100% Employee Owned, Founded 1954

Defining LEL (Lower Explosive Limit) as it Pertains to Calibration Gas

If you spend much time working with calibration gas, it’s very likely that you will see the term “LEL” used extensively. LEL, short for “Lower Explosive Limit“, is defined as the lowest concentration (by percentage) of a gas or vapor in air that is capable of producing a flash of fire in presence of an ignition source (arc, flame, heat, etc.). Concentrations lower than the Lower Explosive Limit are ‘too lean’ to burn; those above the Upper Explosive Limit (UEL) are too rich to burn.

In gas-detection systems, the amount of gas present is specified as a percentage (%) of LEL. Zero percent Lower Explosive Limit (0% LEL) denotes a combustible gas-free atmosphere. One hundred percent lower explosive limit (100% LEL) denotes an atmosphere in which gas is at its lower flammable limit. The relationship between percent LEL and percent by volume differs from gas to gas. The example below demonstrates the flammability of Methane (Natural Gas) in Air. In concentrations of 0-5% Methane in air, the mixture is too lean to ignite or burn. Methane concentrations between 5% and 17% in will support ignition and are considered highly flammable. At levels above 17%, the atmosphere is too rich for the methane to ignite.

To compute the LEL of any gas in air, divide the unknown concentration by the LEL listed in the NFPA Handbook. 100% LEL’s for 9 of Gasco’s more common gasses are shown in the Table 1A here. For example, if you take 2.5% Methane in air and divide it by 100% LEL of methane (5%), the result is 50% LEL. (2.5% ÷ 5% = 50%) The same theory can be applied to any of the gasses listed here. Conversely, you can multiply the % LEL of the unknown concentration by the 100% LEL to obtain the % by volume. (50% LEL methane x 5% = 2.5% volume).

It’s also important to remember that in order to ignite and burn, a fire requires three elements: heat, fuel, and an oxidizing agent (usually oxygen). The fire can be prevented or extinguished by removing any one of these elements.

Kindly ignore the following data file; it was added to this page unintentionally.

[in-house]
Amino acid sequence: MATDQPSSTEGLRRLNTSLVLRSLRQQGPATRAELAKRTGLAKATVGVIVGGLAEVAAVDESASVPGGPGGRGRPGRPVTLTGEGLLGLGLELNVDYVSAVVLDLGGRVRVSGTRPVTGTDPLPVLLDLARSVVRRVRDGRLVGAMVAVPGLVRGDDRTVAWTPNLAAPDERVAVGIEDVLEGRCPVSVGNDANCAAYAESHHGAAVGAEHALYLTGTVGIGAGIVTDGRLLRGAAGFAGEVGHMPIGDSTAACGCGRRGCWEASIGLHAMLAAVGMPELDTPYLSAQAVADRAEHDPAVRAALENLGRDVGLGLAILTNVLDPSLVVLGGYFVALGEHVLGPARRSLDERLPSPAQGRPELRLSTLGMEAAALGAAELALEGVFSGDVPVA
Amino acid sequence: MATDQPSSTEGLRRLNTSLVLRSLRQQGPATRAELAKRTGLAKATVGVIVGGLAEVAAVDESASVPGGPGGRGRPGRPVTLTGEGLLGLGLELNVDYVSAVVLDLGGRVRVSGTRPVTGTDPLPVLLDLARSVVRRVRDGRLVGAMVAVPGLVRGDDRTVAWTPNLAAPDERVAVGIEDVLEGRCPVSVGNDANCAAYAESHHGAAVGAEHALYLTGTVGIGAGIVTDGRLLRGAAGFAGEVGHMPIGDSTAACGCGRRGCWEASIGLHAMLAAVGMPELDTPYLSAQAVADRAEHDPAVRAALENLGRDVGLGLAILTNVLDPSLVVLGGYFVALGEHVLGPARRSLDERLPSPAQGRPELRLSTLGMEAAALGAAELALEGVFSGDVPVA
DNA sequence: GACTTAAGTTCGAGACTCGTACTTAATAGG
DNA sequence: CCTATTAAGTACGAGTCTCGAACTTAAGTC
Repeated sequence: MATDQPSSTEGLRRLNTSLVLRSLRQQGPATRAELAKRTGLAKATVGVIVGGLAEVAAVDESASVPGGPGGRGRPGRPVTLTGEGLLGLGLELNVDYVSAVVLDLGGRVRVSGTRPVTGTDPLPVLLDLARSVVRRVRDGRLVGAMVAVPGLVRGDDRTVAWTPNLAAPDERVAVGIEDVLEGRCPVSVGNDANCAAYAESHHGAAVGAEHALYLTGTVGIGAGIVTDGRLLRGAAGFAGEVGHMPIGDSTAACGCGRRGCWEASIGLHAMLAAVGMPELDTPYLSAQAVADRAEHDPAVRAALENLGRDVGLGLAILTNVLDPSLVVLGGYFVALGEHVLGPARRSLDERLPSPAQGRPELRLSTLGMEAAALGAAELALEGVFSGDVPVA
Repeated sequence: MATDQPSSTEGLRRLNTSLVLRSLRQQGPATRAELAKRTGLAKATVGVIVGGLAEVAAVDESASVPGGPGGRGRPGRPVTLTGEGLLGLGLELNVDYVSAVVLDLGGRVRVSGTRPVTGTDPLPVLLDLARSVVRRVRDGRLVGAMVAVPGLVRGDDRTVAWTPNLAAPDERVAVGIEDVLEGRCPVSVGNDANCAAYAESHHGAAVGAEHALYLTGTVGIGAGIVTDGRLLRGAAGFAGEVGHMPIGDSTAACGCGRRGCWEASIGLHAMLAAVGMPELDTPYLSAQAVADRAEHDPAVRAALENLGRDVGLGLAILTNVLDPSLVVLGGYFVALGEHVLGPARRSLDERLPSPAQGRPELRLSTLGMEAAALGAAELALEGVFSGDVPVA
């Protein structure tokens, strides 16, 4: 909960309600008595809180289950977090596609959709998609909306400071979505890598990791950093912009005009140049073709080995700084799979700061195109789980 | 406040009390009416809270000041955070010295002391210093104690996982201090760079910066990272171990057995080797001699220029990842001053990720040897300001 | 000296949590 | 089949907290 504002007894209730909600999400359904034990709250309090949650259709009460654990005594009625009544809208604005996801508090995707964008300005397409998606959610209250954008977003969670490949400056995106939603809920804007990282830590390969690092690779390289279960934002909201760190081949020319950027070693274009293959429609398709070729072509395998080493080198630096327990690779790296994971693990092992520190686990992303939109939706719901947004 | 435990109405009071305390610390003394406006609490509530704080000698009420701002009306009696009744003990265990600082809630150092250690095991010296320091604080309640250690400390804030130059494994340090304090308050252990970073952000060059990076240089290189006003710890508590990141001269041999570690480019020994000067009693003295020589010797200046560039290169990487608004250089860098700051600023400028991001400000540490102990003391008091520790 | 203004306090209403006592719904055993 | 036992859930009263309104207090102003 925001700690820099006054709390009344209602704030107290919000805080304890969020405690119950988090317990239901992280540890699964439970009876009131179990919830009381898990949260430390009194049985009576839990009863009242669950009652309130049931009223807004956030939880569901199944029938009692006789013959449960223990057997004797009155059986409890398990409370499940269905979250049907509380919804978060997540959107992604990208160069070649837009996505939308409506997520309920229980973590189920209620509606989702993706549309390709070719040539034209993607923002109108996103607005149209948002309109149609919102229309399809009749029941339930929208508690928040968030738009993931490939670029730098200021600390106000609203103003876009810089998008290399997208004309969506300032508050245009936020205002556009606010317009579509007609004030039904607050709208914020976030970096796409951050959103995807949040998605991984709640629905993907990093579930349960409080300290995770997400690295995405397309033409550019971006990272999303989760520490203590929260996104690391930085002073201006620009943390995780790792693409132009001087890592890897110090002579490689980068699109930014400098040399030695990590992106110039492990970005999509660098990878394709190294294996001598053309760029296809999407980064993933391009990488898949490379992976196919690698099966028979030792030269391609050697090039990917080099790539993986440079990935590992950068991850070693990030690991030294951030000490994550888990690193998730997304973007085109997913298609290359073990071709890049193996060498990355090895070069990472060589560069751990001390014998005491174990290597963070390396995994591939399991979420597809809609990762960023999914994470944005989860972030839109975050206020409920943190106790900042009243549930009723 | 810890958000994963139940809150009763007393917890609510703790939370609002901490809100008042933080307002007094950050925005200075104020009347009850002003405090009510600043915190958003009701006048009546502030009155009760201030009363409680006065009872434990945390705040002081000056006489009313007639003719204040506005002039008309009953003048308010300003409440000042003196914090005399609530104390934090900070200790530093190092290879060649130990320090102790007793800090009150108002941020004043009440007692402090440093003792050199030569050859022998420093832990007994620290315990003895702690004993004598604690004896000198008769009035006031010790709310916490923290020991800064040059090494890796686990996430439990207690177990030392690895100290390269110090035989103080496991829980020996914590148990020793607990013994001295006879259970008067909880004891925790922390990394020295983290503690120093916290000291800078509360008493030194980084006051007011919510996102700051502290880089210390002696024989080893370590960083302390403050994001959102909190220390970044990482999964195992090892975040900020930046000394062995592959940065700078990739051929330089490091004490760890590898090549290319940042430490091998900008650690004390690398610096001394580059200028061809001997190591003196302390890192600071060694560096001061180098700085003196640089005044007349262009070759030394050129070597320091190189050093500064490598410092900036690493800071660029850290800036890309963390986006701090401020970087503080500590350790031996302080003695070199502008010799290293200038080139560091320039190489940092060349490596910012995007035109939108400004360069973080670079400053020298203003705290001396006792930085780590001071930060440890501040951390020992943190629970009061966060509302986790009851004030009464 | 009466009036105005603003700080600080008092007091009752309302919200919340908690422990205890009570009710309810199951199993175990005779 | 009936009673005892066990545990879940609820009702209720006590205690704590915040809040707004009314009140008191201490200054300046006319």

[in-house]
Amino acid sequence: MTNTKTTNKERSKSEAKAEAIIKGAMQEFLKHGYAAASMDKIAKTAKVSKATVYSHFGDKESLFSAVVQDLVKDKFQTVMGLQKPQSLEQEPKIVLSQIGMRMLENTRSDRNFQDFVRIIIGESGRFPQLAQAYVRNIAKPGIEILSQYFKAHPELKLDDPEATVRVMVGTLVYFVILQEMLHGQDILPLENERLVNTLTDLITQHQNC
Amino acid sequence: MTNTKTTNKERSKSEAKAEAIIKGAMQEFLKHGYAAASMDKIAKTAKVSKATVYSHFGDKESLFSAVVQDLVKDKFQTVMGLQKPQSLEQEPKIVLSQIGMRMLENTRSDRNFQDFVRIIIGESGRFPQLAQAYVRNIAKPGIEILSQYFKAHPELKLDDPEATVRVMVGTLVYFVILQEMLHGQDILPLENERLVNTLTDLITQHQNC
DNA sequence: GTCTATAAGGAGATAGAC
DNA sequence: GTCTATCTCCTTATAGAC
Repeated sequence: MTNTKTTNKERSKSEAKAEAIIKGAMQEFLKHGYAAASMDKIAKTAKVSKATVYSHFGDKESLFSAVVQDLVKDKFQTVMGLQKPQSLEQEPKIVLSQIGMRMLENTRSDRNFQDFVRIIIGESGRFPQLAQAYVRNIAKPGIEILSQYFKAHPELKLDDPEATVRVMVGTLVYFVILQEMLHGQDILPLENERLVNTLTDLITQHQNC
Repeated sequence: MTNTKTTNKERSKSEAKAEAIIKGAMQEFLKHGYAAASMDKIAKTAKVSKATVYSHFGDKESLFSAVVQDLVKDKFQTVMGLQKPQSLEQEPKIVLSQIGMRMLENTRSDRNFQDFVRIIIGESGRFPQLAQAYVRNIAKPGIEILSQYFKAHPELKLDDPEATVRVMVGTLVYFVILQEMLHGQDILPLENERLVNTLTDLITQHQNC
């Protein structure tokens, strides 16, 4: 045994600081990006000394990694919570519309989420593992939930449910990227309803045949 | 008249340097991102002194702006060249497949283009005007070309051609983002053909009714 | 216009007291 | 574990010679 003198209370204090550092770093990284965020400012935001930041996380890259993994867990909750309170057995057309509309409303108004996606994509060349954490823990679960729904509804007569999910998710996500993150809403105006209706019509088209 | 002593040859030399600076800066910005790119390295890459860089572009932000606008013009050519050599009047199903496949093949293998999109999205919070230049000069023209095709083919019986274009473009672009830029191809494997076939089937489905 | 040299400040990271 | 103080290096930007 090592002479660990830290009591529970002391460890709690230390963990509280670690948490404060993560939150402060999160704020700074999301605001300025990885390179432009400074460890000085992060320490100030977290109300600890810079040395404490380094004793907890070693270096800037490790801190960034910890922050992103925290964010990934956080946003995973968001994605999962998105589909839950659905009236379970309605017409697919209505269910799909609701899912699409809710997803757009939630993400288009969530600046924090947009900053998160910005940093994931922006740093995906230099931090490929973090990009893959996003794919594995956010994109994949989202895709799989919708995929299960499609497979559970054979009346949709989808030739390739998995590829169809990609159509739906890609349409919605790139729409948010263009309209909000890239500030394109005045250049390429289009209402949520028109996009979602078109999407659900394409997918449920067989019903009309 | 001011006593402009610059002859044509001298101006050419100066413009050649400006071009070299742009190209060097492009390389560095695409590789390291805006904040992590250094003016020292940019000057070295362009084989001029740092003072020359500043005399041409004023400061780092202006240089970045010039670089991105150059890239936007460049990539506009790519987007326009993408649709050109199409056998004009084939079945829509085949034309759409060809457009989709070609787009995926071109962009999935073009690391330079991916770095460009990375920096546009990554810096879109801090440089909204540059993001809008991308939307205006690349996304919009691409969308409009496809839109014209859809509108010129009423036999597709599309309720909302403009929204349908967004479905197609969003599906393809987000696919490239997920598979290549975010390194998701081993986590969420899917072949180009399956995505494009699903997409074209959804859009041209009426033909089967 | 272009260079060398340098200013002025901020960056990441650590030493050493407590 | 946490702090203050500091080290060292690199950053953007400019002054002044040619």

Defining LEL (Lower Explosive Limit) as it Pertains to Calibration Gas 1
Table 1A

Since air is made up primarily of 20.9% Oxygen with the balance being nitrogen, if you take Oxygen out of the equation, the methane is no longer flammable at any concentration. This is important when ordering mixtures with no oxygen content; without oxygen, LEL is not a factor.

If you need help determining the correct calibration gas for your application, our experts are here to help!

See How Our Team Can Help Improve Quality, Increase Efficiency, And Reduce Risk In Your Operation

Hang Tight! We're Searching... Searching... Searching...

We’re looking through thousands of pages to find the most relevant information.

In the meantime, enjoy these fun facts…

Did you know... the precision measurement group at Cross was founded in 1939 by our current CEO's grandfather, Jim King. That's a whole lot of calibration!
Did you know... A fingerprint weighs about 50 micrograms. We know, we weighed it! The residue left from a finger can actually make a difference in weight results which is why we wear gloves when we calibrate weights. For reference, a sheet to paper is about 4.5 grams, that’s 4.5 million micrograms.
Did you know… Cross Company is an ESOP (Employee Stock Ownership Plan). Our ESOP started in 1979 and as of 2006, we are a 100% employee owned! Learn more about our ESOP and how that benefits both team members and our customers.
Did you know… Cross Company has grown significantly since our start in 1954. Over the years we've acquired 26 companies! Today, our five groups have expertise in everything from industrial automation to precision measurement, and industry knowledge going all the way back to 1939.